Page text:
Inappropriate legal procedures
Although the arrest was urgently taken, the house search was only conducted a few days later. All of Dieu Cay’s friends and family thought the search was just aimed at finding evidence his “anti-state activities,” but it was in vain, so the police turned to accusing Dieu Cay of “tax fraud.” Even in this case, however, they failed to follow a due justice process. Being handcuffed and secretly taken back to Ho Chi Minh City, put in custody without access to any lawyer or legal support, Dieu Cay was definitely declined all of his legal rights. The lawyer that Dieu Cay’s family hired later, Le Cong Dinh, who himself would be arrested just one year after and charged with attempting to overthrow the state, complained that he was not permitted to meet Dieu Cay during police investigation and not even notified of the trial date.
Dinh revealed that only a few days after arresting Dieu Cay did the police begin to seize papers, so it was unreasonable when the People's Procuracy (of Ho Chi Minh City) initiated the prosecution against Dieu Cay’s “tax fraud” “based on some documents,” as it had said before the house search. Prior to the arrest, moreover, Dieu Cay had not received any notice from the local tax department related to his alleged “tax evasion.” All of the questions he was asked during hours of investigations focused on his blogging activities, especially on FJNV.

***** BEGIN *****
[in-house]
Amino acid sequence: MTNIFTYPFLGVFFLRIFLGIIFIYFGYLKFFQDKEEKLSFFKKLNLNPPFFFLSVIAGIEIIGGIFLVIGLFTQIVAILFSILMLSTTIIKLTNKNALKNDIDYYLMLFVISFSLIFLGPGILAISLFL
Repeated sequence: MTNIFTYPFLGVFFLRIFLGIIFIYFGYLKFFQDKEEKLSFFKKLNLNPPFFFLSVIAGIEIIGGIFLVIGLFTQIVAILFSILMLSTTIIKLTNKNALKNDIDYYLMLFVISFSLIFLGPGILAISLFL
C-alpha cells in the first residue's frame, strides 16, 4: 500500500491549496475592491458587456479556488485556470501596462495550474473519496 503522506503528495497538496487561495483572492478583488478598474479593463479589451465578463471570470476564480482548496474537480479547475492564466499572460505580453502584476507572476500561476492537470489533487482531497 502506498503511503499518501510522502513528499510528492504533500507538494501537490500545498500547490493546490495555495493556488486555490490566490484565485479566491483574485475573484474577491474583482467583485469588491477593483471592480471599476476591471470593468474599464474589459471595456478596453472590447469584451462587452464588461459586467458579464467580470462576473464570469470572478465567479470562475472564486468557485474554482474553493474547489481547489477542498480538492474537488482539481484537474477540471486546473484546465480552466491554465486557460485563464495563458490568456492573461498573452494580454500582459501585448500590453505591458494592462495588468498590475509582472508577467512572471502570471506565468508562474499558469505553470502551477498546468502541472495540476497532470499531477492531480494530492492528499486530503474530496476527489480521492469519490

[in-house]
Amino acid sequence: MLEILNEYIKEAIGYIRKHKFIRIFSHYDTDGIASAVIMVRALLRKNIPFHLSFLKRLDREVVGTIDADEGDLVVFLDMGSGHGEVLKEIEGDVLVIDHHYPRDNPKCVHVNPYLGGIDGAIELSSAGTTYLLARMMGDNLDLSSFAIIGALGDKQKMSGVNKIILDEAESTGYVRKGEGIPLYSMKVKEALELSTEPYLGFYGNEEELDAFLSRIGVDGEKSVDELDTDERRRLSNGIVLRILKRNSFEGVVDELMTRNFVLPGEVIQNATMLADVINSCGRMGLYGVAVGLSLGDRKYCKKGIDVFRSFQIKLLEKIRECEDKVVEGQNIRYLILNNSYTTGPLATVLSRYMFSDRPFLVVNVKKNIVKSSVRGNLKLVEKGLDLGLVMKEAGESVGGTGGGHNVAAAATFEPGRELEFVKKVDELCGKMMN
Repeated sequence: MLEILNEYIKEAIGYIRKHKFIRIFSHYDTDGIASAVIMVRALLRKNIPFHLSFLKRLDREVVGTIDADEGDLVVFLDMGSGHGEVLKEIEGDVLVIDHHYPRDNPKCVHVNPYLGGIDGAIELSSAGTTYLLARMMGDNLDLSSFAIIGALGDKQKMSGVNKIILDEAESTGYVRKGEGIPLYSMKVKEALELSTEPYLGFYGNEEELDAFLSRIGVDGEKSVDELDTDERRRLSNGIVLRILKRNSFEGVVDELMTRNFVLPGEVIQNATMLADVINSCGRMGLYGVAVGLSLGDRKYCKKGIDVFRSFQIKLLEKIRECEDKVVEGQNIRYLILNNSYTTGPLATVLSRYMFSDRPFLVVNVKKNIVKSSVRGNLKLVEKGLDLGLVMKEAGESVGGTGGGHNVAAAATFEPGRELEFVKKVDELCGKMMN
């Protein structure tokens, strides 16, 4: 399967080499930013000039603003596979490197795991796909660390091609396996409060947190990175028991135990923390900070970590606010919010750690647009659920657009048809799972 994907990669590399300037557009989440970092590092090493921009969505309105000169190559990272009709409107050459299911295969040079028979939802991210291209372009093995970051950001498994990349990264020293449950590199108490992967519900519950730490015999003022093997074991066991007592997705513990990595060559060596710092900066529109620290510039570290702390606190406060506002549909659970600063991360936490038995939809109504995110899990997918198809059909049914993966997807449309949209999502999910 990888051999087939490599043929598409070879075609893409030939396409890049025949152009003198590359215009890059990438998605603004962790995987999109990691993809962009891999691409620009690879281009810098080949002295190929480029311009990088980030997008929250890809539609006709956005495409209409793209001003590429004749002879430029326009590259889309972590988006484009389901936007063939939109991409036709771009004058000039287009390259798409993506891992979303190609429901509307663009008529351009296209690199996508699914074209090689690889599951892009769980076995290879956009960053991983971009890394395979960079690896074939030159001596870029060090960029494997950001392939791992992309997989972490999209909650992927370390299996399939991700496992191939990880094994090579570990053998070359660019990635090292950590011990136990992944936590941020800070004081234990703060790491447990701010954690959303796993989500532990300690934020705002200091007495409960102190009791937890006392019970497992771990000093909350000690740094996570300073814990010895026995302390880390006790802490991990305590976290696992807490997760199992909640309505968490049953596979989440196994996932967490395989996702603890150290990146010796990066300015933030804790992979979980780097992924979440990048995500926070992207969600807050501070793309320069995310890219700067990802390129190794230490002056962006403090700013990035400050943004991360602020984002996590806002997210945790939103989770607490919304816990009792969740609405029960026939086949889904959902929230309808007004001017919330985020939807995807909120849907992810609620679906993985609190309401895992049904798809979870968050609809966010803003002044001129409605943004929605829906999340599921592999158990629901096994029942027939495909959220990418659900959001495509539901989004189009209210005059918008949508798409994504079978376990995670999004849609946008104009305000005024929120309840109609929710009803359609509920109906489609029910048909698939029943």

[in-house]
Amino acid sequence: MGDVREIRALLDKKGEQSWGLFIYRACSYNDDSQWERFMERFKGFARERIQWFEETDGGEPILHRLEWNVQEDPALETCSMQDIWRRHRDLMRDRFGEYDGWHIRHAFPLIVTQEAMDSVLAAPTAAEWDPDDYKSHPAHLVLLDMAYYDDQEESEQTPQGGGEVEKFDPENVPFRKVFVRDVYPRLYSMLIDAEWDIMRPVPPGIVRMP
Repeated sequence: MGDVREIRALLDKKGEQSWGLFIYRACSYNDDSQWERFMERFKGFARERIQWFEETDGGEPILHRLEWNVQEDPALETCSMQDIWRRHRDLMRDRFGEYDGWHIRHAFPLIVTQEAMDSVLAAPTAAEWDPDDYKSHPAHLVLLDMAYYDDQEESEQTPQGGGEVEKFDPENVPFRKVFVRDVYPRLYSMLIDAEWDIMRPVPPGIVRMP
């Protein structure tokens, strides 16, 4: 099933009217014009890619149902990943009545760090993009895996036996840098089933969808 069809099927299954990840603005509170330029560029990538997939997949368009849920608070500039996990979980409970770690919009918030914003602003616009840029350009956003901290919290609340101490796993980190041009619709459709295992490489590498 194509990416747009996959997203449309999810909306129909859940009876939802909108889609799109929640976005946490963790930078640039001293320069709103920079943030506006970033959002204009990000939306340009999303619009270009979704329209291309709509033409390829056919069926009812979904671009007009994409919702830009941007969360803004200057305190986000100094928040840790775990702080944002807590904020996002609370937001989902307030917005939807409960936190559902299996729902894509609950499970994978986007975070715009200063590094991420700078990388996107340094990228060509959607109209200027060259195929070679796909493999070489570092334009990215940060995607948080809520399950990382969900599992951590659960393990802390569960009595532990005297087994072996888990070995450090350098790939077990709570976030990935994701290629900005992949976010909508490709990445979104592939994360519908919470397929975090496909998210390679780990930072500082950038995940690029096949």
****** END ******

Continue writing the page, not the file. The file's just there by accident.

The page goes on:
Another lawyer who offered to defend Dieu Cay for free, Le Tran Luat, confronted police harassment and was also summoned for interrogation. The police questioned Le Tran Luat on his relationship with Dieu Cay, the motive behind the offer to defend free-of-charge, and his knowledge about the “outlawed FJNV.”
On top of that, Le Cong Dinh found out that Dieu Cay, in fact, did not commit tax evasion. Rather, it was the police who requested the local tax department not to receive any overdue tax from both the landlord and the tenant without police permission. The request was made as far back as February 25, 2008. In other words, a trap had been set up for Dieu Cay long before his arrest.
"The right to know"
On September 10, 2008, Dieu Cay was sentenced 2.5 years in prison by the Ho Chi Minh City People’s Court. Ironically, on October 18, 2010, blogger AnhbaSG, also an FJNV member, was arrested, just one day before Dieu Cay completed his prison term. Subsequently Dieu Cay remained in detention under the new charge of “spreading propaganda against the state.” A couple of question may be raised: How could Dieu Cay “spread propaganda against the state” during his 2.5 years of imprisonment? Would there be another charge waiting for him when he completes this second prison term? Would he survive after a dozen more years languishing in prison where he has been being totally isolated from the outside world? Not any concept of time, information, reading materials, privacy, social contacts (even with family), or hygiene foods at all – that’s the life in a typical Vietnamese prison.
Dieu Cay’s family also fell victim to government harassment. The police kept close eyes on his ex-wife, and she could not enjoy any free time with friends and acquaintances. Dieu Cay’s first son, Nguyen Tri Dung, was even confined in his home on the day of his final examinations, so that he failed to attend them to receive the degree.